When we pause to think about what is involved in medical malpractice, there are some common instances that tend to come to mind. Maybe you immediately start thinking about childbirth injuries that occur because of incompetent medical teams. Maybe you remember that story you heard on the news about there being confusion at a hospital, and a patient had the wrong body part operated on. Or maybe you start thinking about the individuals who suffer from life-changing injuries because they were not observed properly after a procedure or they were given the wrong medication.
As you see, medical malpractice can take on many forms. Some of them get more attention than others, but they are all equally as devastating for the individuals who fall victim to the negligence. One form of medical malpractice that we did not yet mention is failure to diagnose, and this type of medical error accounts for a significant percentage of medical malpractice lawsuits in the United States.
What is Failure to Diagnose?
When we are sick, not feeling well, or something just seems off, our first instinct is to visit a medical professional. Whether this is a family doctor or specialist, we have been taught to trust the opinions and insights of these individuals because they are regarded as experts in their fields. Unfortunately, not every medical professional gives their patients the time and attention they both expect and deserve.
Before we go any further, it is important to note that doctors are not miracle workers. There are many cases where there are not any medications and/or procedures than can help someone who is sick.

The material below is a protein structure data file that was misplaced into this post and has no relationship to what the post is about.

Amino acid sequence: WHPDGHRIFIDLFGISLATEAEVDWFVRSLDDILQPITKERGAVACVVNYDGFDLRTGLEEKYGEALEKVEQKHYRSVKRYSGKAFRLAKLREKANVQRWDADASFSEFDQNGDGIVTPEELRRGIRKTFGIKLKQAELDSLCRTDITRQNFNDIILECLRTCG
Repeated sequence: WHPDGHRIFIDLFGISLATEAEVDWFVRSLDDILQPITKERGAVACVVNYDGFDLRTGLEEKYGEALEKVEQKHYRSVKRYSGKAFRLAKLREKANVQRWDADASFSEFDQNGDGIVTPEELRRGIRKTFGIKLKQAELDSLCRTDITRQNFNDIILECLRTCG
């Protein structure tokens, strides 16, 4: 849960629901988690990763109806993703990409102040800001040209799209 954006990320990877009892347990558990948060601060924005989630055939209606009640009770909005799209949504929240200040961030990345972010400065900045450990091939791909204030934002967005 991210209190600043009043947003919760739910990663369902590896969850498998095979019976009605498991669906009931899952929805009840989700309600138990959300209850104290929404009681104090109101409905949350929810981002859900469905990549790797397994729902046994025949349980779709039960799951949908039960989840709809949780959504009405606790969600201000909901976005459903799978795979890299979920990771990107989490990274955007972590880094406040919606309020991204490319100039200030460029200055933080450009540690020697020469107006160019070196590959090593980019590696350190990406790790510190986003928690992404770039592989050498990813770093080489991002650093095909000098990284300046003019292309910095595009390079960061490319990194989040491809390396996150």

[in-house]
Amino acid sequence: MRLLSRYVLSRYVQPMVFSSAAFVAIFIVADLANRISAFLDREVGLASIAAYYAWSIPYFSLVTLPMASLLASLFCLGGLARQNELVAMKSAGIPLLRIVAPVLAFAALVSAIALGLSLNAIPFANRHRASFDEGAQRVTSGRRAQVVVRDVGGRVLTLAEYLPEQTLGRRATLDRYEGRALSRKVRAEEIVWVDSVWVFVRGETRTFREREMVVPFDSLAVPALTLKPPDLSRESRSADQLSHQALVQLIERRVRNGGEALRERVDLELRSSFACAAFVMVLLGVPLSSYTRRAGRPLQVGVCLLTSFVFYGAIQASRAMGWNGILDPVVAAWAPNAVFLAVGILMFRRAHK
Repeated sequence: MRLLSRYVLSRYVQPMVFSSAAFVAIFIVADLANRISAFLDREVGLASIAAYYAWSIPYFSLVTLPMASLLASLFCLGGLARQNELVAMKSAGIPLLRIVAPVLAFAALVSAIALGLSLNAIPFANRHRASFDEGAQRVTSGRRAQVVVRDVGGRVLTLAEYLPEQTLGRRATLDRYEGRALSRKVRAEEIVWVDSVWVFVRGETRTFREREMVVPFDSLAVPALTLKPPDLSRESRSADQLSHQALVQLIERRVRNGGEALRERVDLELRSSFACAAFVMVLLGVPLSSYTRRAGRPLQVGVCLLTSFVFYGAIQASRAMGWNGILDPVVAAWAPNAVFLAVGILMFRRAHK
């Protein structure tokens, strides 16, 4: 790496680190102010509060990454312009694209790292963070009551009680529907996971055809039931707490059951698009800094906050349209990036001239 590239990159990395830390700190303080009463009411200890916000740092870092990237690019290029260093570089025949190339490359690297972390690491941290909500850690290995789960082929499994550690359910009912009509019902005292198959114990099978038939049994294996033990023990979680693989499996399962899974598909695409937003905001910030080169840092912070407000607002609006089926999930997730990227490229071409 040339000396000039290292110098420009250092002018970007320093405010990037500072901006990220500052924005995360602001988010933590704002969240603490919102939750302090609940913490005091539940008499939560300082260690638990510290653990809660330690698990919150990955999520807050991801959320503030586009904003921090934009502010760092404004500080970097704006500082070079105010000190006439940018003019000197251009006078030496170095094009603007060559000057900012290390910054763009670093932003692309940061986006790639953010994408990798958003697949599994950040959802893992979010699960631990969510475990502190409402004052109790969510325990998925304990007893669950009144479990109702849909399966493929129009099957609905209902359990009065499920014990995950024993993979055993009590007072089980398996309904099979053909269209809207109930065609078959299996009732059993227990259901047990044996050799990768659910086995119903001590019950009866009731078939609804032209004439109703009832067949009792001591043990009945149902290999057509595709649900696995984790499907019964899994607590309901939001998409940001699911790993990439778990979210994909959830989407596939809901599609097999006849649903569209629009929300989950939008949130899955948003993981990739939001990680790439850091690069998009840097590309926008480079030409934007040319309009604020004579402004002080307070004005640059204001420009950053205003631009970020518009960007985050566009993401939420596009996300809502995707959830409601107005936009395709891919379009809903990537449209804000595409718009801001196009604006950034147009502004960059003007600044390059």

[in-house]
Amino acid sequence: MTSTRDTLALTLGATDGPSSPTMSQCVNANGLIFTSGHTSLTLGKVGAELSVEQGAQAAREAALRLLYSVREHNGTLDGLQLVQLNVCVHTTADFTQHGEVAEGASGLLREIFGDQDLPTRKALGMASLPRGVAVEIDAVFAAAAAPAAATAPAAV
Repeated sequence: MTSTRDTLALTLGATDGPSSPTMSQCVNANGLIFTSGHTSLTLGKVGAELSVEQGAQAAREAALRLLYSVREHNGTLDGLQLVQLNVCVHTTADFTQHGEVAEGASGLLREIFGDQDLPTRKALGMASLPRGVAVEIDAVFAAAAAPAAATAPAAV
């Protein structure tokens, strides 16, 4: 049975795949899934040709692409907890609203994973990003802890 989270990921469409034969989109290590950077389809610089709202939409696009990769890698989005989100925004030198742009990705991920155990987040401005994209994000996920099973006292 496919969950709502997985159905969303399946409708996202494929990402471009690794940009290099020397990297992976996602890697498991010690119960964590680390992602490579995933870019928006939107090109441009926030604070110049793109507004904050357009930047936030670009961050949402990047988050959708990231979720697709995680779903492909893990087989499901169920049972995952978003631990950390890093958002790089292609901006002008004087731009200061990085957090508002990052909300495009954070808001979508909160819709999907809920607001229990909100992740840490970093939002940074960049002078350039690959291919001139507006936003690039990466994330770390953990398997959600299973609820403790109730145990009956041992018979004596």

In medical malpractice instances that involve failure to diagnose, a proper medical diagnosis is not given because of negligence on the part of a medical professional.
How Often Does Failure to Diagnose Occur?
Diagnosis errors account for a large amount of the medical malpractice incidents in the United States each year. In 2016, statistics revealed that 34 percent of the medical malpractice payouts from that year were related to diagnosis errors. This includes scenarios where individuals were diagnosed incorrectly or their doctors took a very long time to determine the correct diagnosis.
The most unfortunate part of these cases is that the outcomes could have been very different if the proper steps were taken from the very beginning. For example, let’s say that a patient first started seeing a doctor about certain symptoms while they had Stage 1 cancer, but they weren’t correctly diagnosed until it had developed to Stage 4 cancer. Diseases only get worse with time. What could have easily been treated in the beginning has now metastasized to the point that it cannot be cured, all because of someone else’s negligence.
What Conditions are Commonly Seen in These Instances?
Failure to diagnose can occur with any type of medical condition. However, there are certain conditions that tend to result in more catastrophic injuries when they are not treated quickly and correctly. This form of medical malpractice includes:
How Can Negligence be Proven in Failure to Diagnose Cases?
In all types of medical malpractice cases, the cornerstone is being able to prove that negligence played a role in the injury. Essentially, you must demonstrate that a medical professional exhibited careless behavior and treated you at a level that was below the expected standard of care. Ask the following questions:
With so many factors involved in medical malpractice cases regarding failure to diagnose, it is important to consult with an experienced attorney as soon as you feel that you or a loved has received negligent medical care. Contact the trusted medical malpractice attorneys at Ross Feller Casey for a free consultation. Ross Feller Casey is among the nation’s preeminent medical malpractice law firms, and has an unmatched record of multimillion-dollar recoveries in failure to diagnose lawsuits.
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